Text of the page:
Endoscopic Ultrasound Guided Biopsy Of A Mediastinal Mass

Aasim Yusuf, Shahid Raza Khalid, Qasim Ahmed* and Zia S Faruqui**.

Division of Gastroenterology and Hepatology, Department of Internal Medicine, *Department of Pathology and **Department of Radiology, Shaukat Khanum Memorial Cancer Hospital and Research Centre, Lahore, Pakistan.

Endoscopic ultrasound (EUS) now has an established role in the diagnosis, staging and management of cancers of the oesophagus, stomach, pancreato-biliary system and rectum. Recently, a role for EUS in the staging of lung cancers has been proposed. Linear EUS allows fine needle aspiration (FNA), core biopsies and therapeutic manoeuvres such as coeliac plexus block to be performed. We present here the first reported EUS-guided biopsy from Pakistan. A patient with probable bronchogenic carcinoma was referred for assessment of operability. A thoracic CT scan showed subcarinal and aorto-pulmonary recess lymphadenopathy. An EUS-guided FNA was performed, confirming metastatic non-small cell lung cancer and rendering the patient inoperable.


EUS is now considered the standard of care for staging of oesophageal, gastric, pancreatic and rectal cancers. The primary advantage of EUS over other forms of imaging, such as CT and MRI, is its unique ability to accurately stage mucosal depth of invasion of tumours. This often upstages lesions extending beyond the serosa, and thus prevents unnecessary surgery.1,2 With the advent of linear EUS, a number of interventions have become possible. Gastroenterologists can now perform EUS-guided FNA and core biopsies of lymph nodes and other masses in the mediastinum and abdomen.3 Accessible liver metastases can also be biopsied through the oesophageal or gastric wall. Indeterminate pancreatic tumours, submucosal tumours and large gastric folds mimicking gastric varices or otherwise causing diagnostic confusion, can all be biopsied using linear EUS. Other therapeutic manoeuvres, such as EUS-guided coeliac plexus block4,5 and transgastric endoscopic pseudocyst drainage6,7, are also possible. Current modalities available to obtain tissue from mediastinal masses include CT-guided FNA or core biopsy, mediastinoscopy, video-assisted thoracic surgery (VATS) and EUS-FNA. Recently, transbronchial needle biopsy of mediastinal nodes has also been described.8 Each procedure has its own risks and benefits. EUS-FNA is safe, well-tolerated and avoids exposure to radiation and anaesthesia associated with other methods.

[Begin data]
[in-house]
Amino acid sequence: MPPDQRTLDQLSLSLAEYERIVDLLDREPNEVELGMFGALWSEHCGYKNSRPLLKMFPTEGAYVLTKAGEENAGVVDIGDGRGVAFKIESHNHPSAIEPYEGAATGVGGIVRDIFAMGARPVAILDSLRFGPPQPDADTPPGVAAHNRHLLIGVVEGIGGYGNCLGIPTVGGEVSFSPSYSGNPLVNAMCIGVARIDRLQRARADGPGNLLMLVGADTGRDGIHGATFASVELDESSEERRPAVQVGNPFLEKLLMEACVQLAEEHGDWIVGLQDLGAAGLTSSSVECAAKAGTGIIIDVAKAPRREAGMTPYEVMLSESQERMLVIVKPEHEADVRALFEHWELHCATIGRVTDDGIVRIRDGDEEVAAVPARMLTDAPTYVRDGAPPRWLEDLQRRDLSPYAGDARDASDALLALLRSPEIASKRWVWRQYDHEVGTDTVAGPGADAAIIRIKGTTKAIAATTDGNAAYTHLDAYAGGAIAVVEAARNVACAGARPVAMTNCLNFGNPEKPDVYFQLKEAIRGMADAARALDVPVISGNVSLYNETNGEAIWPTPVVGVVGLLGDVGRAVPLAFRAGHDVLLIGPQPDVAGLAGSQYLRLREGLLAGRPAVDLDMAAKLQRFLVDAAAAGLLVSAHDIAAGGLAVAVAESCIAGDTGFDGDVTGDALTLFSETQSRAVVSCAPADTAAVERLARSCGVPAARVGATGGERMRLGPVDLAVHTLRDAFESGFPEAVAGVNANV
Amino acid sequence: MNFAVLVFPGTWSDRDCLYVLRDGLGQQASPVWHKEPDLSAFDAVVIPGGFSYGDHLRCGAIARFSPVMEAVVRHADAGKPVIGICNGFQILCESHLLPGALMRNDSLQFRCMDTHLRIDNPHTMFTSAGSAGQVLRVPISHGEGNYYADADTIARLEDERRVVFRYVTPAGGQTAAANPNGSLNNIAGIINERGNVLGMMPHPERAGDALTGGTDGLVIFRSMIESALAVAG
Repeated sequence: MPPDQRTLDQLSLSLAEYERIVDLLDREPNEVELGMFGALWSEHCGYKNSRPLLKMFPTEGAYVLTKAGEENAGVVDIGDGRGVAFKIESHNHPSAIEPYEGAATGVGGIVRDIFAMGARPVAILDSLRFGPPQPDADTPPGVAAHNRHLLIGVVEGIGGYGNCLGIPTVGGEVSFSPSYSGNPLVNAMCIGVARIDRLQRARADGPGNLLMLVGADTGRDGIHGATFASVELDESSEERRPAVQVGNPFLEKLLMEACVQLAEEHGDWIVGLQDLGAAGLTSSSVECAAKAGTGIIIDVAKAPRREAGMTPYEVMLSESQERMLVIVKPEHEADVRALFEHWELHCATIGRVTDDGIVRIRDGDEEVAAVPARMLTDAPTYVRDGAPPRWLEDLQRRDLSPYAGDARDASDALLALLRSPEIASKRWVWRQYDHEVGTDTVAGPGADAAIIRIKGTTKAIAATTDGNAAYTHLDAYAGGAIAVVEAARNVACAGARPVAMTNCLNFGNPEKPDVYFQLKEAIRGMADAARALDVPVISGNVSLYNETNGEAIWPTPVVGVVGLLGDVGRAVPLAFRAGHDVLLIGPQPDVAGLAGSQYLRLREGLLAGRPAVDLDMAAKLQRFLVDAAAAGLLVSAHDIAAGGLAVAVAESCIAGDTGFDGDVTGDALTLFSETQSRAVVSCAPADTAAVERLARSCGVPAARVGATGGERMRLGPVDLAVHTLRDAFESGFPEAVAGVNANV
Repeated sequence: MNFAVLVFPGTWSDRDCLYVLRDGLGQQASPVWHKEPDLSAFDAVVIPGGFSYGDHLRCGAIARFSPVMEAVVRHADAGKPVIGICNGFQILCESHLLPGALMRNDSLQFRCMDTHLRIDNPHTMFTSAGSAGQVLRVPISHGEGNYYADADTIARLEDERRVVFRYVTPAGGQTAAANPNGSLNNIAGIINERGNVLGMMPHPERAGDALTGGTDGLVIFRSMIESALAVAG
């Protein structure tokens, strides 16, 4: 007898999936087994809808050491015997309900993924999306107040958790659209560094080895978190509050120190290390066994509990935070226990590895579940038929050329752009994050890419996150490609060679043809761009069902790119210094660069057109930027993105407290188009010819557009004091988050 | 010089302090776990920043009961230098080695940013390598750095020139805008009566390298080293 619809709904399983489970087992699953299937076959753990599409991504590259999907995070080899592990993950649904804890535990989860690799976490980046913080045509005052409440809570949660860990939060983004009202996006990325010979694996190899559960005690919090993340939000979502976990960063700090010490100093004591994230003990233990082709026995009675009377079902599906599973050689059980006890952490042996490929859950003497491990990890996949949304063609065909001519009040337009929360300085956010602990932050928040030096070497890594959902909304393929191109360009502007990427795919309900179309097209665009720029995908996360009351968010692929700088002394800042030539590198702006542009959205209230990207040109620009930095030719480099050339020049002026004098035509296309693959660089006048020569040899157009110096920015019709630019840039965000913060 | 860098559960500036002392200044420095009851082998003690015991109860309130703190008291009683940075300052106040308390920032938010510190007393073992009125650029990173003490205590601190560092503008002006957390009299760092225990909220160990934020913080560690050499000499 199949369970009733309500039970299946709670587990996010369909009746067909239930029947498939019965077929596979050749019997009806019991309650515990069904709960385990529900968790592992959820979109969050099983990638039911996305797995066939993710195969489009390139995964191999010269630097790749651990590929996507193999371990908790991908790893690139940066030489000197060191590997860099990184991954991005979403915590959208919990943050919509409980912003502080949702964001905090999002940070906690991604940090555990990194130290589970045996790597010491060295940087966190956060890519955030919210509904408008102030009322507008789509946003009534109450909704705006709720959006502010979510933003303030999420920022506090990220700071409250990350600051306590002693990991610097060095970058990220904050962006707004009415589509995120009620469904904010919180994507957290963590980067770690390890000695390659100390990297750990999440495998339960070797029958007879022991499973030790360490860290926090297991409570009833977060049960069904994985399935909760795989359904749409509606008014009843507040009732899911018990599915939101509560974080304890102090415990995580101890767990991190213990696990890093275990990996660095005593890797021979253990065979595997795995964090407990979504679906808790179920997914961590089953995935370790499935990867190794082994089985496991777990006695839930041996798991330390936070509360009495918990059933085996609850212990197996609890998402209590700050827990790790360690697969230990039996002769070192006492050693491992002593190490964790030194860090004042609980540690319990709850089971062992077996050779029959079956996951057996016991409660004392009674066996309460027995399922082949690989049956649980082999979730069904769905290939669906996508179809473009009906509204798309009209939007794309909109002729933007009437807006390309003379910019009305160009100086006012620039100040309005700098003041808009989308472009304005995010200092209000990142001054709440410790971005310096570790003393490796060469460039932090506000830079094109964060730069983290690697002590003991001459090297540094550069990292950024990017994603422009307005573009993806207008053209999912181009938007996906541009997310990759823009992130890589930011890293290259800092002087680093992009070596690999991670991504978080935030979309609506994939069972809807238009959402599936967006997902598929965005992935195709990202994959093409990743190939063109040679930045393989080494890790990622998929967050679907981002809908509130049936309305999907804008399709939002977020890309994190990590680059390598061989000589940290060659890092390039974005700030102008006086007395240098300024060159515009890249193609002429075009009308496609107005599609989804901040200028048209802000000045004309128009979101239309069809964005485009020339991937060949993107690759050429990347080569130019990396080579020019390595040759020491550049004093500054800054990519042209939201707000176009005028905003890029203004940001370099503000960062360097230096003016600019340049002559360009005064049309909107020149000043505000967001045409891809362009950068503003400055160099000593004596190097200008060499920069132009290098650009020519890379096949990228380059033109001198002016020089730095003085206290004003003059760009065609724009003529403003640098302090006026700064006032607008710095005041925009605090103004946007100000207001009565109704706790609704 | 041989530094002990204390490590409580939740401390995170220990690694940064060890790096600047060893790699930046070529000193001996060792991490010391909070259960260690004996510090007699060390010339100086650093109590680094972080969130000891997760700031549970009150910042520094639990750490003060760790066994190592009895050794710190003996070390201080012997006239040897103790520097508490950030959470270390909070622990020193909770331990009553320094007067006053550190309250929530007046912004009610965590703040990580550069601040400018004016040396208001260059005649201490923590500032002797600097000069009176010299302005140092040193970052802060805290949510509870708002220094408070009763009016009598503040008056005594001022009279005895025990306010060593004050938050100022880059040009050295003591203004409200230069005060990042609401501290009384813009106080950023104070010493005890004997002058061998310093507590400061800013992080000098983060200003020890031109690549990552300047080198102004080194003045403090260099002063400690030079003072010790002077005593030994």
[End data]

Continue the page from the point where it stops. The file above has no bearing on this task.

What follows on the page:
A 54-year-old male smoker with COPD presented with a six month history of increasing hoarseness and a productive cough. A chest radiograph revealed a mediastinal mass with left hilar lymphadenopathy. A CT scan of the thorax showed a subcarinal lymph node mass extending into the aorto-pulmonary window and left peribronchial region. EUS-guided FNA of this mass was performed under conscious sedation, after obtaining written, informed consent, with continuous monitoring of pulse, blood pressure and pulse oximetry. Using an Olympus linear echoendoscope (GF-UMD240P), the subcarinal region was identified between the left atrium and the left main pulmonary artery. Pathologically enlarged nodes were seen here as hypoechoic masses. An aspiration needle (Olympus NA-10J-1) was passed through the wall of the oesophagus into the adjacent lymph node mass, under direct vision, and tissue aspirated for cytological examination. Material so obtained was smeared, air dried, stained and examined by an on-site cytopathologist. The needle was then flushed with fixative to recover material to prepare a cell block. In the patient described, small clusters of atypical epithelial cells, with cellular crowding and nuclear overlapping, were seen. The cells showed high nuclear-cytoplasmic ratio and hyperchromatic nuclei, with occasional small nucleoli. The cytoplasm was pale to clear. A cytological diagnosis of non-small cell lung cancer was made.

Following the procedure, the patient was observed for one hour to exclude immediate complications, before being allowed home. Based on the EUS-FNA findings, the patient was deemed inoperable and was referred for palliative radiation therapy.


In linear echoendosonography, the ultrasound beam travels in a plane parallel to the shaft of the endoscope, allowing tracking of instruments extending from the working channel of the endoscope, so that EUS-guided FNA and core biopsies of lymph nodes and other masses in the mediastinum and abdomen3 can be performed. Liver metastases, pancreatic tumours, submucosal tumours and large gastric folds mimicking gastric varices can all be biopsied. EUS-guided coeliac plexus block4,5 and transgastric pancreatic pseudocyst drainage6,7, are also possible. EUS- guided FNA is very safe9, with only occasional infectious complications being reported. Apart from the initial costs of equipment and training, consumable costs are low and a re-usable FNA needle is available.